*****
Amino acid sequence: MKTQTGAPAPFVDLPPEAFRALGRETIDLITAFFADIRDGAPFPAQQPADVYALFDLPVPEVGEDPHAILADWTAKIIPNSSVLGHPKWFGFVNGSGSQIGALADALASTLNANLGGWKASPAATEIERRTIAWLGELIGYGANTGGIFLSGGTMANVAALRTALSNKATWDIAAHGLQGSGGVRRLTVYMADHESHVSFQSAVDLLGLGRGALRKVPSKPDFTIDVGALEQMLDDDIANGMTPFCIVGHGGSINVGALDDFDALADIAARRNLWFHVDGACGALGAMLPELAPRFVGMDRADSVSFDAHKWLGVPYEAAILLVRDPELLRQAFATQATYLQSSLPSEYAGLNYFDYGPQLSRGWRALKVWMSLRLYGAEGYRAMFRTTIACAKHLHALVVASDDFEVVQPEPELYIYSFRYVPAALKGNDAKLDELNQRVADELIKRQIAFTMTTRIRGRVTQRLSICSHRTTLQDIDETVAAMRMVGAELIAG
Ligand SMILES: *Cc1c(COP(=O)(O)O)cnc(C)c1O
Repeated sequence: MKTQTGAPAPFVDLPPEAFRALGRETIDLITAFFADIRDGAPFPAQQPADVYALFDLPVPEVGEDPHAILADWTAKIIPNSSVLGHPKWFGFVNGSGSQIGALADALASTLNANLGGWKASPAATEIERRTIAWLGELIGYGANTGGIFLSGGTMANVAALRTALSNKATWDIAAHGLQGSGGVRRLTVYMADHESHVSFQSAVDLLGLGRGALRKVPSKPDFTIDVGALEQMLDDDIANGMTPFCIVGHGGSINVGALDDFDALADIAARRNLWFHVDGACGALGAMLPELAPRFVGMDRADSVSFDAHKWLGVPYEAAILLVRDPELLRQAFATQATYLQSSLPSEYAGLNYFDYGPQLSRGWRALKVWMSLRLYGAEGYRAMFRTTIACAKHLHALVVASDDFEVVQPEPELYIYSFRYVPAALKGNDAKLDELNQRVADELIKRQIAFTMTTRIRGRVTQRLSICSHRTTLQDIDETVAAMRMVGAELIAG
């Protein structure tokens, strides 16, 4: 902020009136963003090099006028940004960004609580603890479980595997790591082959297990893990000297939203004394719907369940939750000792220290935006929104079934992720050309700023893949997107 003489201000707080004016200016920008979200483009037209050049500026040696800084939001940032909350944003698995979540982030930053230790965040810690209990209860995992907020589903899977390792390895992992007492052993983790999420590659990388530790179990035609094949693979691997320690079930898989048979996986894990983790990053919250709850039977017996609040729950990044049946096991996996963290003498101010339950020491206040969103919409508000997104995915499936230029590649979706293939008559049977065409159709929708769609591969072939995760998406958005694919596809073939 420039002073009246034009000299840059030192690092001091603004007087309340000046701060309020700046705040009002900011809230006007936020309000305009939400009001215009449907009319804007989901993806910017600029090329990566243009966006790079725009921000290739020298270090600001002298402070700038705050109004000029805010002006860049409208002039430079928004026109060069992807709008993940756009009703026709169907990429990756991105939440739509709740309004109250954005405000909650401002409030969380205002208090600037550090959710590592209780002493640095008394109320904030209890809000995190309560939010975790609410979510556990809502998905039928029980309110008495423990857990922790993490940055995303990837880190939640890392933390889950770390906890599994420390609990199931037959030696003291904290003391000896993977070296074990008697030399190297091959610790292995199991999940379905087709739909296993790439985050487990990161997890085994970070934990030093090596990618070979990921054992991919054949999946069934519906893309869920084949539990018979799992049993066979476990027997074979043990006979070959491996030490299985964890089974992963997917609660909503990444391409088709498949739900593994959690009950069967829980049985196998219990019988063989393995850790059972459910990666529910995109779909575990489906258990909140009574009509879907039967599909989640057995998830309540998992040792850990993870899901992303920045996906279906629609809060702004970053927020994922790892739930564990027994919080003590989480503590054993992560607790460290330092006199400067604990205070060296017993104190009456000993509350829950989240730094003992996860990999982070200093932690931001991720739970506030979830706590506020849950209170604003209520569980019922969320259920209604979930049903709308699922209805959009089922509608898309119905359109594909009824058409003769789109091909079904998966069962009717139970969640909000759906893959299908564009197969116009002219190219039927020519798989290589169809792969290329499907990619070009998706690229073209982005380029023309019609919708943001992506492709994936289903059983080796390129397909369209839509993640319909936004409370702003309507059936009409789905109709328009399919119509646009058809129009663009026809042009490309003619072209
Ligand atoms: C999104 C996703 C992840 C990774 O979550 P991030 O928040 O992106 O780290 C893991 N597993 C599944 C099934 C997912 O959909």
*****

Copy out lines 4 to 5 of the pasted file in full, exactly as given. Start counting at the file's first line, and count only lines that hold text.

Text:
């Protein structure tokens, strides 16, 4: 902020009136963003090099006028940004960004609580603890479980595997790591082959297990893990000297939203004394719907369940939750000792220290935006929104079934992720050309700023893949997107 003489201000707080004016200016920008979200483009037209050049500026040696800084939001940032909350944003698995979540982030930053230790965040810690209990209860995992907020589903899977390792390895992992007492052993983790999420590659990388530790179990035609094949693979691997320690079930898989048979996986894990983790990053919250709850039977017996609040729950990044049946096991996996963290003498101010339950020491206040969103919409508000997104995915499936230029590649979706293939008559049977065409159709929708769609591969072939995760998406958005694919596809073939 420039002073009246034009000299840059030192690092001091603004007087309340000046701060309020700046705040009002900011809230006007936020309000305009939400009001215009449907009319804007989901993806910017600029090329990566243009966006790079725009921000290739020298270090600001002298402070700038705050109004000029805010002006860049409208002039430079928004026109060069992807709008993940756009009703026709169907990429990756991105939440739509709740309004109250954005405000909650401002409030969380205002208090600037550090959710590592209780002493640095008394109320904030209890809000995190309560939010975790609410979510556990809502998905039928029980309110008495423990857990922790993490940055995303990837880190939640890392933390889950770390906890599994420390609990199931037959030696003291904290003391000896993977070296074990008697030399190297091959610790292995199991999940379905087709739909296993790439985050487990990161997890085994970070934990030093090596990618070979990921054992991919054949999946069934519906893309869920084949539990018979799992049993066979476990027997074979043990006979070959491996030490299985964890089974992963997917609660909503990444391409088709498949739900593994959690009950069967829980049985196998219990019988063989393995850790059972459910990666529910995109779909575990489906258990909140009574009509879907039967599909989640057995998830309540998992040792850990993870899901992303920045996906279906629609809060702004970053927020994922790892739930564990027994919080003590989480503590054993992560607790460290330092006199400067604990205070060296017993104190009456000993509350829950989240730094003992996860990999982070200093932690931001991720739970506030979830706590506020849950209170604003209520569980019922969320259920209604979930049903709308699922209805959009089922509608898309119905359109594909009824058409003769789109091909079904998966069962009717139970969640909000759906893959299908564009197969116009002219190219039927020519798989290589169809792969290329499907990619070009998706690229073209982005380029023309019609919708943001992506492709994936289903059983080796390129397909369209839509993640319909936004409370702003309507059936009409789905109709328009399919119509646009058809129009663009026809042009490309003619072209
Ligand atoms: C999104 C996703 C992840 C990774 O979550 P991030 O928040 O992106 O780290 C893991 N597993 C599944 C099934 C997912 O959909």